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Ready For Takeoff - Turn Your Aviation Passion Into A Career

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The Ready For Takeoff podcast will help you transform your aviation passion into an aviation career. Every week we bring you instruction and inspiring interviews with top aviators in their field who reveal their flight path to an exciting career in the skies.

The Ready For Takeoff podcast will help you transform your aviation passion into an aviation career. Every week we bring you instruction and inspiring interviews with top aviators in their field who reveal their flight path to an exciting career in the skies.
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The Ready For Takeoff podcast will help you transform your aviation passion into an aviation career. Every week we bring you instruction and inspiring interviews with top aviators in their field who reveal their flight path to an exciting career in the skies.




RFT 335: Pilot/Author Beth Ruggiero York

At thirteen years old, Beth’s heart was broken when her father died suddenly. But there was a bigger challenge ahead when doctors told her she probably had multiple sclerosis at 22 years old. Beth vowed that this new challenge would not put restrictions on her life and embarked on a lifelong dream to fly for the airlines. Starting at the small local airport, the aviation world swallowed her whole, and the next five years of her life were as turbulent as an airplane in a thunderstorm, never...


RFT 334: Navy Pilot/LSO Brad "Brick" Conners

In a Career that was 99% pure exhilarating fun balanced by 1% of pure terror the lessons of leadership, survival, faith, love, perseverance, and camaraderie were plentiful, direct, and changed his life. As a Navy Strike Fighter, Brick amassed over 4500 hours and nearly 1000 arrested carrier landings during multiple combat deployments. His tours of duty include F/A-18 Hornet Squadron Command and he also provided leadership and instruction to two of the Navy’s elite air power training...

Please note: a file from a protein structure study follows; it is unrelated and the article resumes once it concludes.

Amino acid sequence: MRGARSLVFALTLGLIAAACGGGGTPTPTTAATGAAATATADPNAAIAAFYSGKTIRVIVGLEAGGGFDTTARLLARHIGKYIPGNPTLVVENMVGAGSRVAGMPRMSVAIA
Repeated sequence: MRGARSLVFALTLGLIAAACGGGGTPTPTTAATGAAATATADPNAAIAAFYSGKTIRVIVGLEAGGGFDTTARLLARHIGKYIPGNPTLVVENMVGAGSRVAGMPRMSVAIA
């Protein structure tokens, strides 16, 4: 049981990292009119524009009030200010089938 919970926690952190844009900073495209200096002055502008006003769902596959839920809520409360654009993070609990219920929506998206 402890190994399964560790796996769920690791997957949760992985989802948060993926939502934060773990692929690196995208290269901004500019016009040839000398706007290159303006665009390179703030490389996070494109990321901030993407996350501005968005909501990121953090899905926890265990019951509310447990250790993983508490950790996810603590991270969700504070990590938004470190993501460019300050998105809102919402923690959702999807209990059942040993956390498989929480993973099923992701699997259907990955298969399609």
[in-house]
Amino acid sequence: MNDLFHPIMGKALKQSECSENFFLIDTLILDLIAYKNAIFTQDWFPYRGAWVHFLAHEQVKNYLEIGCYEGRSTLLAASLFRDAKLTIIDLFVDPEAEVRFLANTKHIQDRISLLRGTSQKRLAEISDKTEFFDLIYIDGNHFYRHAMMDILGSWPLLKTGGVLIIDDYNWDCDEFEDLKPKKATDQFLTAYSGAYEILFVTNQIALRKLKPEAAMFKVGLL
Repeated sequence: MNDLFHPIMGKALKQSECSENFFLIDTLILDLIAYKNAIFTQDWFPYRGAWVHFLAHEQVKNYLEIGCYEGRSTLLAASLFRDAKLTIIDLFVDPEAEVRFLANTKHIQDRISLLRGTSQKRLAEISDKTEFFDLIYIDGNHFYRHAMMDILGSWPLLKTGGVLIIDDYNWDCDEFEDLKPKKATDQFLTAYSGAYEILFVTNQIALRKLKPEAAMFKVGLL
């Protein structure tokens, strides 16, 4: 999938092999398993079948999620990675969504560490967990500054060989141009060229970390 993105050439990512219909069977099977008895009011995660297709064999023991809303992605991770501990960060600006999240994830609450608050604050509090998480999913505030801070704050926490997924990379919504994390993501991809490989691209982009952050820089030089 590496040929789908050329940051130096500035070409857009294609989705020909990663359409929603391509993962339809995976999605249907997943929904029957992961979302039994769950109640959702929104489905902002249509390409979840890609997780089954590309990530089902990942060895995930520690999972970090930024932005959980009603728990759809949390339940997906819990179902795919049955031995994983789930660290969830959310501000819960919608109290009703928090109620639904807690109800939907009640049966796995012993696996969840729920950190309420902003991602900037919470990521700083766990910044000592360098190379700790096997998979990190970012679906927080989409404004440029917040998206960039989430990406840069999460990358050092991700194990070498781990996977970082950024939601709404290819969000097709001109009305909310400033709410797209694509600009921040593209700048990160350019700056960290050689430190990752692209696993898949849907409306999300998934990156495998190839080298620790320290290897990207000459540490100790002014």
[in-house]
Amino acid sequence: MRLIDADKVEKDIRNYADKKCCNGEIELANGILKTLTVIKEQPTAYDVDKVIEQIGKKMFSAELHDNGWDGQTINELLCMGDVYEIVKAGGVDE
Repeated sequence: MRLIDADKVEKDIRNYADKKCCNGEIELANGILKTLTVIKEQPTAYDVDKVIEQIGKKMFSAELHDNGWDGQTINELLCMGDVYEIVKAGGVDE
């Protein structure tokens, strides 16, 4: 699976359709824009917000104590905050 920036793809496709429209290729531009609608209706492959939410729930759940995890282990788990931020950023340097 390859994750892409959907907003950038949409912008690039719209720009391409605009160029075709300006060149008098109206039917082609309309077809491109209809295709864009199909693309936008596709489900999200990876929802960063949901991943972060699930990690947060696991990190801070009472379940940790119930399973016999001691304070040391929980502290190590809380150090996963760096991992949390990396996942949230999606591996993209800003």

RFT 333: PRM Approach

Simultaneous Close Parallel Precision Runway Monitor (PRM) Approaches are independent approaches conducted to runways with centerline spacing of less than 4300 feet (1310m) but at least 3000' (915m). PRM is an acronym for the high update rate Precision Runway Monitor surveillance system which is required to monitor the No Transgression Zone (NTZ) for specific parallel runway separations used to conduct simultaneous close parallel approaches. PRM is published in the title as part of the...


RFT 332: Navy/Airline Pilot Paco Chierici

During his active duty career in the U.S. Navy, Francesco “Paco” Chierici flew A-6E Intruders and F-14A Tomcats, deployed to conflict zones from Somalia to Iraq and was stationed aboard carriers including the USS Ranger, Nimitz and Kitty Hawk. Throughout his military career, Paco accumulated 3,000 tactical hours, 400 carrier landings, a Southwest Asia Service Medal with Bronze Star, and three Strike/Flight Air Medals. Unable to give up dogfighting, he flew the F-5 Tiger II for a further ten...


RFT 331: Helios 522

When the aircraft arrived from London earlier that morning, the previous flight crew had reported a frozen door seal and abnormal noises coming from the right aft service door. They requested a full inspection of the door. The inspection was carried out by a ground engineer who then performed a pressurization leak check. In order to carry out this check without requiring the aircraft's engines, the pressurization system was set to "manual". However, the engineer failed to reset it to "auto"...


RFT 330: Airline Pilot Anna Rice